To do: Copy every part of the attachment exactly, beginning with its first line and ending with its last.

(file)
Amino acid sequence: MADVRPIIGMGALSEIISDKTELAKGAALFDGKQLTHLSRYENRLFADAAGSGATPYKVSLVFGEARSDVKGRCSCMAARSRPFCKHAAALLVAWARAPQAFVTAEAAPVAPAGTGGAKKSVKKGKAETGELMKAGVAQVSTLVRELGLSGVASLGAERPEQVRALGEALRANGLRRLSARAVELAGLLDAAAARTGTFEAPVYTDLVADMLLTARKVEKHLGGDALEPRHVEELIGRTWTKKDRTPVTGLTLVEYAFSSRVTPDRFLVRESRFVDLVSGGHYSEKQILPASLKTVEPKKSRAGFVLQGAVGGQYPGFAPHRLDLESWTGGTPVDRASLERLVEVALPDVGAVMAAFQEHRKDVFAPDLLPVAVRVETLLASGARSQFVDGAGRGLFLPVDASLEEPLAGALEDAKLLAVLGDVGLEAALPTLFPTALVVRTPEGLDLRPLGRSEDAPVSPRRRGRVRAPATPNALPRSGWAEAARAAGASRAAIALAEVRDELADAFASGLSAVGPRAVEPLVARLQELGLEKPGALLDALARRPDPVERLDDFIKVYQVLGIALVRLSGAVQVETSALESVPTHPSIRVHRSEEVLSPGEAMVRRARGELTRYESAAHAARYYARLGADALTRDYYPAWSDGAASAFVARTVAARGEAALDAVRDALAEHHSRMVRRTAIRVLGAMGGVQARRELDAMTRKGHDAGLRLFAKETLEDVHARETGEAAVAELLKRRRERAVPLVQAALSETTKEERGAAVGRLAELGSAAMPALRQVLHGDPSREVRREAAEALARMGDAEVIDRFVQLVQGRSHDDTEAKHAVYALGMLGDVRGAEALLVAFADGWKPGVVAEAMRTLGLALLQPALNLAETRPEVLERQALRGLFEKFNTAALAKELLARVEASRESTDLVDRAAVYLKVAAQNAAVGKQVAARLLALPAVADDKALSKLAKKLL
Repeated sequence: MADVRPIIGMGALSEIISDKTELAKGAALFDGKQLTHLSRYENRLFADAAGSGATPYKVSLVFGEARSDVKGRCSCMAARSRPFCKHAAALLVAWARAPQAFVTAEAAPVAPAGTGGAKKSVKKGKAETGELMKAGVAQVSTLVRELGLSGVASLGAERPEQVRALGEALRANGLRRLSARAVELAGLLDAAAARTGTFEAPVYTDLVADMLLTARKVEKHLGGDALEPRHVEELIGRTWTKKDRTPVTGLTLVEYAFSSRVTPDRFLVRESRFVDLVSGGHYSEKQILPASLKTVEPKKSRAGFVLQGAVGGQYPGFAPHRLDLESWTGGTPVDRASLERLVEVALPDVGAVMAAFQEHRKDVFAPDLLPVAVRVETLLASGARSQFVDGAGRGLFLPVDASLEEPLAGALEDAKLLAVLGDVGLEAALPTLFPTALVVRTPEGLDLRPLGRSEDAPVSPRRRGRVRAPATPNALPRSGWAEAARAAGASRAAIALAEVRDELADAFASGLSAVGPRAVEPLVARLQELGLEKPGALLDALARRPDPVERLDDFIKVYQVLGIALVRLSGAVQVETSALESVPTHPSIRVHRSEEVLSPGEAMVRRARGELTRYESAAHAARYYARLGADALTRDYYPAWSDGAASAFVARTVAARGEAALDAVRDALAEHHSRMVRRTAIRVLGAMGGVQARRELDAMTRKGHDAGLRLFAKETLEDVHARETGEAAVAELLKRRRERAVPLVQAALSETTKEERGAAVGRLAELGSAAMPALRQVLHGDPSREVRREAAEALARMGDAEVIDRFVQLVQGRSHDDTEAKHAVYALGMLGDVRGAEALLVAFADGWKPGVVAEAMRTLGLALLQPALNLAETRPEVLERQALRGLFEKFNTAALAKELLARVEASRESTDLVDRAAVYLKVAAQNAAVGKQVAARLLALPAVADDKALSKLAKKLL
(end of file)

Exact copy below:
Amino acid sequence: MADVRPIIGMGALSEIISDKTELAKGAALFDGKQLTHLSRYENRLFADAAGSGATPYKVSLVFGEARSDVKGRCSCMAARSRPFCKHAAALLVAWARAPQAFVTAEAAPVAPAGTGGAKKSVKKGKAETGELMKAGVAQVSTLVRELGLSGVASLGAERPEQVRALGEALRANGLRRLSARAVELAGLLDAAAARTGTFEAPVYTDLVADMLLTARKVEKHLGGDALEPRHVEELIGRTWTKKDRTPVTGLTLVEYAFSSRVTPDRFLVRESRFVDLVSGGHYSEKQILPASLKTVEPKKSRAGFVLQGAVGGQYPGFAPHRLDLESWTGGTPVDRASLERLVEVALPDVGAVMAAFQEHRKDVFAPDLLPVAVRVETLLASGARSQFVDGAGRGLFLPVDASLEEPLAGALEDAKLLAVLGDVGLEAALPTLFPTALVVRTPEGLDLRPLGRSEDAPVSPRRRGRVRAPATPNALPRSGWAEAARAAGASRAAIALAEVRDELADAFASGLSAVGPRAVEPLVARLQELGLEKPGALLDALARRPDPVERLDDFIKVYQVLGIALVRLSGAVQVETSALESVPTHPSIRVHRSEEVLSPGEAMVRRARGELTRYESAAHAARYYARLGADALTRDYYPAWSDGAASAFVARTVAARGEAALDAVRDALAEHHSRMVRRTAIRVLGAMGGVQARRELDAMTRKGHDAGLRLFAKETLEDVHARETGEAAVAELLKRRRERAVPLVQAALSETTKEERGAAVGRLAELGSAAMPALRQVLHGDPSREVRREAAEALARMGDAEVIDRFVQLVQGRSHDDTEAKHAVYALGMLGDVRGAEALLVAFADGWKPGVVAEAMRTLGLALLQPALNLAETRPEVLERQALRGLFEKFNTAALAKELLARVEASRESTDLVDRAAVYLKVAAQNAAVGKQVAARLLALPAVADDKALSKLAKKLL
Repeated sequence: MADVRPIIGMGALSEIISDKTELAKGAALFDGKQLTHLSRYENRLFADAAGSGATPYKVSLVFGEARSDVKGRCSCMAARSRPFCKHAAALLVAWARAPQAFVTAEAAPVAPAGTGGAKKSVKKGKAETGELMKAGVAQVSTLVRELGLSGVASLGAERPEQVRALGEALRANGLRRLSARAVELAGLLDAAAARTGTFEAPVYTDLVADMLLTARKVEKHLGGDALEPRHVEELIGRTWTKKDRTPVTGLTLVEYAFSSRVTPDRFLVRESRFVDLVSGGHYSEKQILPASLKTVEPKKSRAGFVLQGAVGGQYPGFAPHRLDLESWTGGTPVDRASLERLVEVALPDVGAVMAAFQEHRKDVFAPDLLPVAVRVETLLASGARSQFVDGAGRGLFLPVDASLEEPLAGALEDAKLLAVLGDVGLEAALPTLFPTALVVRTPEGLDLRPLGRSEDAPVSPRRRGRVRAPATPNALPRSGWAEAARAAGASRAAIALAEVRDELADAFASGLSAVGPRAVEPLVARLQELGLEKPGALLDALARRPDPVERLDDFIKVYQVLGIALVRLSGAVQVETSALESVPTHPSIRVHRSEEVLSPGEAMVRRARGELTRYESAAHAARYYARLGADALTRDYYPAWSDGAASAFVARTVAARGEAALDAVRDALAEHHSRMVRRTAIRVLGAMGGVQARRELDAMTRKGHDAGLRLFAKETLEDVHARETGEAAVAELLKRRRERAVPLVQAALSETTKEERGAAVGRLAELGSAAMPALRQVLHGDPSREVRREAAEALARMGDAEVIDRFVQLVQGRSHDDTEAKHAVYALGMLGDVRGAEALLVAFADGWKPGVVAEAMRTLGLALLQPALNLAETRPEVLERQALRGLFEKFNTAALAKELLARVEASRESTDLVDRAAVYLKVAAQNAAVGKQVAARLLALPAVADDKALSKLAKKLL